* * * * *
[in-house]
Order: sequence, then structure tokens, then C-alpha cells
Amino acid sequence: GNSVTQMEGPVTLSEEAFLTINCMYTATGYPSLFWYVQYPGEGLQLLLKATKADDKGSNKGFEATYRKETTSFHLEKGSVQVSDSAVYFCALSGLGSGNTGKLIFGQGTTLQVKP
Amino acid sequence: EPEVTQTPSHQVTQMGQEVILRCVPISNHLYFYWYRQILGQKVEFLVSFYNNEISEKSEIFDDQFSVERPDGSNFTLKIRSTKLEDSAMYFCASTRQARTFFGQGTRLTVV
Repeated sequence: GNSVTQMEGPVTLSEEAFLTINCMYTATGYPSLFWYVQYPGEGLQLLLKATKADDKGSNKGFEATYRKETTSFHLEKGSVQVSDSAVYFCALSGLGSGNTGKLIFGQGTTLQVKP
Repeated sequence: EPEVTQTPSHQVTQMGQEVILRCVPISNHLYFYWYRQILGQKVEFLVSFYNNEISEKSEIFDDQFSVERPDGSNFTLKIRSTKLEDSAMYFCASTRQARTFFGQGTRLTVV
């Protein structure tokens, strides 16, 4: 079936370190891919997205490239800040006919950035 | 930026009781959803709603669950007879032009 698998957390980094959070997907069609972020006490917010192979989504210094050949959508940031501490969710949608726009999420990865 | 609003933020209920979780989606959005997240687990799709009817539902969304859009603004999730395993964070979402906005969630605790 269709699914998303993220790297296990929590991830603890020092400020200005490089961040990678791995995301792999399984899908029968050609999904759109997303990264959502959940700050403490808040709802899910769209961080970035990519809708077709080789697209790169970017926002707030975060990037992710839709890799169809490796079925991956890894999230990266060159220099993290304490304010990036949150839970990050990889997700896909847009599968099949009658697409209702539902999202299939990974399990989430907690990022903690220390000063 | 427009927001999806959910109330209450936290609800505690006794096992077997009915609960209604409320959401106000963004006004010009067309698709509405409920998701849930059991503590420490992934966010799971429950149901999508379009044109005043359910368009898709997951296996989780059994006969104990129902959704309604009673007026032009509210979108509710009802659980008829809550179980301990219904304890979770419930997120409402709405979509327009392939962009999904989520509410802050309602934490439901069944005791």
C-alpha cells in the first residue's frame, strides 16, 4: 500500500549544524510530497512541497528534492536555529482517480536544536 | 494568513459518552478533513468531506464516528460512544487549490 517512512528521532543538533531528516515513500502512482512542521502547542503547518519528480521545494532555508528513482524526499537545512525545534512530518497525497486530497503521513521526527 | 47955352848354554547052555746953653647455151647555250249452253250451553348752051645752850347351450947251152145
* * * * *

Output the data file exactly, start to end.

[in-house]
Order: sequence, then structure tokens, then C-alpha cells
Amino acid sequence: GNSVTQMEGPVTLSEEAFLTINCMYTATGYPSLFWYVQYPGEGLQLLLKATKADDKGSNKGFEATYRKETTSFHLEKGSVQVSDSAVYFCALSGLGSGNTGKLIFGQGTTLQVKP
Amino acid sequence: EPEVTQTPSHQVTQMGQEVILRCVPISNHLYFYWYRQILGQKVEFLVSFYNNEISEKSEIFDDQFSVERPDGSNFTLKIRSTKLEDSAMYFCASTRQARTFFGQGTRLTVV
Repeated sequence: GNSVTQMEGPVTLSEEAFLTINCMYTATGYPSLFWYVQYPGEGLQLLLKATKADDKGSNKGFEATYRKETTSFHLEKGSVQVSDSAVYFCALSGLGSGNTGKLIFGQGTTLQVKP
Repeated sequence: EPEVTQTPSHQVTQMGQEVILRCVPISNHLYFYWYRQILGQKVEFLVSFYNNEISEKSEIFDDQFSVERPDGSNFTLKIRSTKLEDSAMYFCASTRQARTFFGQGTRLTVV
């Protein structure tokens, strides 16, 4: 079936370190891919997205490239800040006919950035 | 930026009781959803709603669950007879032009 698998957390980094959070997907069609972020006490917010192979989504210094050949959508940031501490969710949608726009999420990865 | 609003933020209920979780989606959005997240687990799709009817539902969304859009603004999730395993964070979402906005969630605790 269709699914998303993220790297296990929590991830603890020092400020200005490089961040990678791995995301792999399984899908029968050609999904759109997303990264959502959940700050403490808040709802899910769209961080970035990519809708077709080789697209790169970017926002707030975060990037992710839709890799169809490796079925991956890894999230990266060159220099993290304490304010990036949150839970990050990889997700896909847009599968099949009658697409209702539902999202299939990974399990989430907690990022903690220390000063 | 427009927001999806959910109330209450936290609800505690006794096992077997009915609960209604409320959401106000963004006004010009067309698709509405409920998701849930059991503590420490992934966010799971429950149901999508379009044109005043359910368009898709997951296996989780059994006969104990129902959704309604009673007026032009509210979108509710009802659980008829809550179980301990219904304890979770419930997120409402709405979509327009392939962009999904989520509410802050309602934490439901069944005791």
C-alpha cells in the first residue's frame, strides 16, 4: 500500500549544524510530497512541497528534492536555529482517480536544536 | 494568513459518552478533513468531506464516528460512544487549490 517512512528521532543538533531528516515513500502512482512542521502547542503547518519528480521545494532555508528513482524526499537545512525545534512530518497525497486530497503521513521526527 | 47955352848354554547052555746953653647455151647555250249452253250451553348752051645752850347351450947251152145